The leading Scottish political party on Monday fired back against claims that it would be pursuing contradictory aims in advocating for a nuclear weapon-free independent Scotland as well as membership in NATO, the Glasgow Herald reported (see GSN, April 16).
NATO is understood to be a nuclear alliance and its 2010 Strategic Concept states the "supreme guarantee" of member nations' defense are the strategic arsenals held by France, the United Kingdom, and the United States.
The governing Scottish National Party is pressing for a 2014 vote on secession, after which it hopes to expel the British ballistic missile submarines and their associated Trident missiles and nuclear warheads that are based in the nation.
Party leaders were earlier reported to be considering pushing for a change in the longtime stance against NATO membership as a means of assuaging voters' concerns about the defense of an independent Scotland.
The Scottish National Party believes there is a precedent set by NATO member Norway for maintaining an anti-nuclear weapon position while also enjoying the security benefits of extended deterrence. The party pointed to the remarks made by then-Norwegian Defense Minister Johan Holst nearly 25 years ago.
Holst stated that "nuclear weapons will not be stored in or deployed to Norway" and "special storage sites for nuclear weapons will not be established in Norway" (Robbie Dinwoodie, Herald, April 17).
Scottish Shadow Secretary of State Margaret Curran criticized the Scottish National Party for seeming inconsistencies on NATO membership and nuclear weapons, the London Telegraph reported.
The opposition Labor Party lawmaker said SNP leader Alex Salmond had created a "pattern of confusion" and the territory's ruling party seemed to be "making it up as they go along."
British defense analysts have said an independent Scotland would likely be required to continue hosting the United Kingdom's nuclear stockpile if it wishes to join the Western military alliance.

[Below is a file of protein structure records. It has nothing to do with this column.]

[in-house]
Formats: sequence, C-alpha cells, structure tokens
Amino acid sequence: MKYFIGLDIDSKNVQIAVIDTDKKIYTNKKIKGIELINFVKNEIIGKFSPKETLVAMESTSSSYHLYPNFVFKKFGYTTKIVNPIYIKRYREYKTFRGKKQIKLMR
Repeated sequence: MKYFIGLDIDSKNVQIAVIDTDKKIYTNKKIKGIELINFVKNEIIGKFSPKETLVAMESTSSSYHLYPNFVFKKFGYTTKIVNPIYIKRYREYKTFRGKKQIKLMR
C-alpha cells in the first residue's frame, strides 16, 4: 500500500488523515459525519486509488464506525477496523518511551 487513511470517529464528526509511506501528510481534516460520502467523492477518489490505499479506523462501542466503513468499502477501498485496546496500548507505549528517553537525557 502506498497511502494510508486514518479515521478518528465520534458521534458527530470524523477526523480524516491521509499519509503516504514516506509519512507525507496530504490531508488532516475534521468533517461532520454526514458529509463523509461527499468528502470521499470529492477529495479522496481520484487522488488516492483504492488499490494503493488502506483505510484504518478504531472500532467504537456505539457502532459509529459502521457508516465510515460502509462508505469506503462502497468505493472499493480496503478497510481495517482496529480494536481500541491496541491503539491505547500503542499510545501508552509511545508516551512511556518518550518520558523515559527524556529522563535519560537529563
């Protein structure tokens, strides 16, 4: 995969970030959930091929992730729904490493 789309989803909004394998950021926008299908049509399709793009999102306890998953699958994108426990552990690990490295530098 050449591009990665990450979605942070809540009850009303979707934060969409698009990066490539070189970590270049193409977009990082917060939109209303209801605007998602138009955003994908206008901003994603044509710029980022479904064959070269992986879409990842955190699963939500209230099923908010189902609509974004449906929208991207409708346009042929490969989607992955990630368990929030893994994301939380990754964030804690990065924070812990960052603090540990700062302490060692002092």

"The SNP are in chaos over an issue as fundamental as defense of the country but this fiasco speaks to a deeper issue within the SNP. It is a case of 'if you don't like our values, we have others,'" Curran said.
"It would appear the SNP are willing to ditch a policy they have promoted for many years on the grounds of expediency, causing great division amongst their own ranks," she said.
A SNP spokesman fired back that "an independent Scotland will get rid of Trident nuclear weapons whereas Margaret Curran agrees with the Tories in wanting to waste up to [$159 billion] on a new generation of weapons of mass destruction."
The United Kingdom expects to make a final decision in 2016 on replacing the four submarines that carry the nation's nuclear deterrent.
Scottish National party leaders are reportedly optimistic they will be able to convince the SNP national council in June to vote to change its position against NATO accession. Lawmaker and SNP member John Wilson said any such alteration in policy would be "incompatible" with the party's stance on nuclear arms.
"The current policy of the SNP is to oppose not only the siting of nuclear weapons in Scotland but also the NATO commitment to the use of nuclear weapons as a first strike option," he said (Simon Johnson, London Telegraph, April 17).
The leading Scottish political party on Monday fired back against claims that it would be pursuing contradictory aims in advocating for a nuclear weapon-free independent Scotland as well as membership in NATO, the Glasgow Herald reported.